• Firstly, delete the Data (D:/) partition: right click on the partition and select Delete volume. This leaves us only with the unallocated space.
    • Right click on the unallocated space and choose New Simple Volume option. Choose the maximum size available for the volume and format the new partition. A letter is to be assigned (default D:/) and also a partition label. To avoid confusion, instead of the Data partition label used before, we shall name this new partition Ubuntu-files; since the partition is to be used to store Ubuntu-related files and data.
    • We can format the 128GB SSD drive from Disk Management utility itself. However, this will be managed whilst we are installing Ubuntu on the 128GB SSD drive. We decided to let Ubuntu manage the SSD drive as Window’s NTFS file system will be replaced by Linux’s ext4 anyway.
      This information was extracted from: Partitioning a HD (Windows) and Alter/Format HD partitions (Windows)

Steps to install Ubuntu 14.04.3 using a bootable USB stick on the 128GB SSD drive

Download the latest LTS (Long Term Support) version of Ubuntu: Ubuntu for Developers. During the time of writing this article, the latest version is: 14.04.3. Burn the .iso file downloaded to USB bootable stick (over 1GB file image size). NOTE: Prior to this, I attempted to burn the .iso image to DVD, without success. Since the laptop is equipped with UEFI, the DVD could not be booted at start-up, for some reason even with “SecureBoot” option disabled in BIOS. Here are the steps undertaken to create a bootable USB stick, using an Ubuntu-powered machine.

Using an Ubuntu computer, format the USB stick used to host the new Ubuntu .iso image. It is important that the USB stick does not contain any old data, it needs to be completely empty to be able to make it bootable.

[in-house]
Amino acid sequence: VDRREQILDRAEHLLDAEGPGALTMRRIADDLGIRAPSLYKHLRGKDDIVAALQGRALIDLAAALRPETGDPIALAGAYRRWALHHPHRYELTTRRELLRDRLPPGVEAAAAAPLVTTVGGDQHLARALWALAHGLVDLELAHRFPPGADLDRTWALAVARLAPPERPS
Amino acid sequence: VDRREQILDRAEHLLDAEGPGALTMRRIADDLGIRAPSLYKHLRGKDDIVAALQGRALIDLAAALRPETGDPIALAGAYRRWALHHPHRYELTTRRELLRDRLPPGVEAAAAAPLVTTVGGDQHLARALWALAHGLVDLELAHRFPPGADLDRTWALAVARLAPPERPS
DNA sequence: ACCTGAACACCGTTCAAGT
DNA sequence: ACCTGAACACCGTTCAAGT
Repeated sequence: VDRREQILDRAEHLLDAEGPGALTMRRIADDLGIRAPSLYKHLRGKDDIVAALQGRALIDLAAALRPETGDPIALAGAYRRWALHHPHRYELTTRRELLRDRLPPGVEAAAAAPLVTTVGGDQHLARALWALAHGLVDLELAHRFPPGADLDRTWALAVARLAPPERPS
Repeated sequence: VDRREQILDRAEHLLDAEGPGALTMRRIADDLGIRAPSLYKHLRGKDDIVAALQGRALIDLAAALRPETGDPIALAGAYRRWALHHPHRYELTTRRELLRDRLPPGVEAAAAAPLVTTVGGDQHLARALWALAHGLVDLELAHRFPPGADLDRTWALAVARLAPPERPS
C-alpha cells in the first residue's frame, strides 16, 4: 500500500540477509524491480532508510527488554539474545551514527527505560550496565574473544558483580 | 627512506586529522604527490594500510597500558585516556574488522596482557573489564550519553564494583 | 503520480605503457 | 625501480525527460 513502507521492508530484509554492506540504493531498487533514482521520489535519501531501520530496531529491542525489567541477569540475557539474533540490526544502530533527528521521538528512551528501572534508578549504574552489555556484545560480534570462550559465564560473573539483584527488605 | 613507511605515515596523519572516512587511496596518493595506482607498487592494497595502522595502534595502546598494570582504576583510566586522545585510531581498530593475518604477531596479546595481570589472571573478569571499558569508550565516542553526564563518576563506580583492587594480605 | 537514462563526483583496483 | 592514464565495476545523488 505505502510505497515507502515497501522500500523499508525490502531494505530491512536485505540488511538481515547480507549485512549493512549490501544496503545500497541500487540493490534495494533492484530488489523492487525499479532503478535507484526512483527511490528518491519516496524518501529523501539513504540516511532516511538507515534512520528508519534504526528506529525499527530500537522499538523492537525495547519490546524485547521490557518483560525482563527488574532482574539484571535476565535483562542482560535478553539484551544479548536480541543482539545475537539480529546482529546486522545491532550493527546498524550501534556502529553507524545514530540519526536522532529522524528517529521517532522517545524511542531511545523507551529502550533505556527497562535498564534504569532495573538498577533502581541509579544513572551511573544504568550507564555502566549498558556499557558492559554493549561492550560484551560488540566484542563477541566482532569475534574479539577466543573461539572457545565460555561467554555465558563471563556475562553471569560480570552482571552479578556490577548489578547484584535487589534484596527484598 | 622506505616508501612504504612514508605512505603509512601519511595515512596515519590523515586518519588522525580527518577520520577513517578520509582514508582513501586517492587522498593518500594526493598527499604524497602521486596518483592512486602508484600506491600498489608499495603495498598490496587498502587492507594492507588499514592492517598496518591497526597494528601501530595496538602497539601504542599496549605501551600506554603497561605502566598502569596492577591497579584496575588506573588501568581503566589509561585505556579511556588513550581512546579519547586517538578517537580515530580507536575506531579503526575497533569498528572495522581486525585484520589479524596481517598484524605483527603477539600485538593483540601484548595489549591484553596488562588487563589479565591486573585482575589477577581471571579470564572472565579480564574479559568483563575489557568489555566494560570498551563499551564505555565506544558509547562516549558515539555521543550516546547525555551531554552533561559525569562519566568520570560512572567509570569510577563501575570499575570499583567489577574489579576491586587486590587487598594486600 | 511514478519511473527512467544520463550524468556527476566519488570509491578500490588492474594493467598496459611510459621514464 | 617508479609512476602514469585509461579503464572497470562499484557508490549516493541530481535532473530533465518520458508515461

Using Ubuntu’s Dash Home, search for Startup Disk Creator application and launch it.

Select the Ubuntu image under Source disc image (.iso) by clicking on Other.

The formatted USB stick should be recognised automatically under Disk to use.

Click on Make Startup Disk to create the bootable Ubuntu USB stick.
This information was extracted from: Create a USB bootable disk. If an Ubuntu-powered computer is not available, search for an alternative option to create a bootable USB stick using an application from another Operating System of choice. For example, to create a USB bootable stick using Windows, use the following application: Universal USB Installer. Extracted from the 2nd step in the following tutorial: Install Ubuntu alongside Windows

Disable “Fast Startup” from Windows 8.1. Click on the battery tray icon and select More Power Options. Select Choose what the power buttons do and disable Turn on fast startup (recommended) setting. This is to be done from the newer Windows instance (installed on the OS_Install partition of the 1TB SATA2 drive).

Download the latest BIOS for the MSI laptop from: MSI GE72 2QD Apache BIOS. The update description should include: “Update Microcode version to 13.” or have a release date equal or later than 29/09/2015.

Update BIOS using these instructions: MSI GE72 2QD Apache BIOS upgrade instructions

After the PC has rebooted into Windows, shut off the machine again.

Reboot the machine and go into BIOS settings by pressing the Delete key repeatedly on startup.

Disable the following settings from BIOS: FastBootIntel SpeedstepSecureBoot, and change the Boot mode to: UEFI with CSM. These instructions were taken from: Ubuntu Installation Freezes Randomly on MSI GE72 2QF Apache Pro 2 and Dual boot on a SSD. Additionally, make sure that USB is of a higher priority than the Hard Disk in the Boot Order Priorities setting of BIOS.

Insert the Ubuntu bootable USB stick and restart the machine.

Press the F11 button repeatedly on startup to load the boot menu and select the USB bootable stick.

GRUB menu will pop up on screen offering several options. Before choosing the “Install Ubuntu option, however, we must add the kernel boot parameters: “nomodeset” and “libata.force=noncq“. This is done by scrolling on the “Install Ubuntu option and pressing “e on the keyboard. Edit the line starting with “linux” and add the above parameters. Simply press “F10” on the keyboard once ready to launch “Install Ubuntu” with the modified parameters. The following screenshot shows the “libata.force=noncq” parameter being added.

libata.force=noncq” force disables NCQ (Native Command Queuing). When enabled, this setting improves the hard disk performance by re-ordering the commands sent by the computer to the hard disk drive. This setting is known to crash Ubuntu if left enabled. The”nomodeset” parameter instructs the kernel to not load video drivers and use BIOS modes instead until X is loaded. This is because certain graphics cards do not perform properly if video drivers are loaded before X.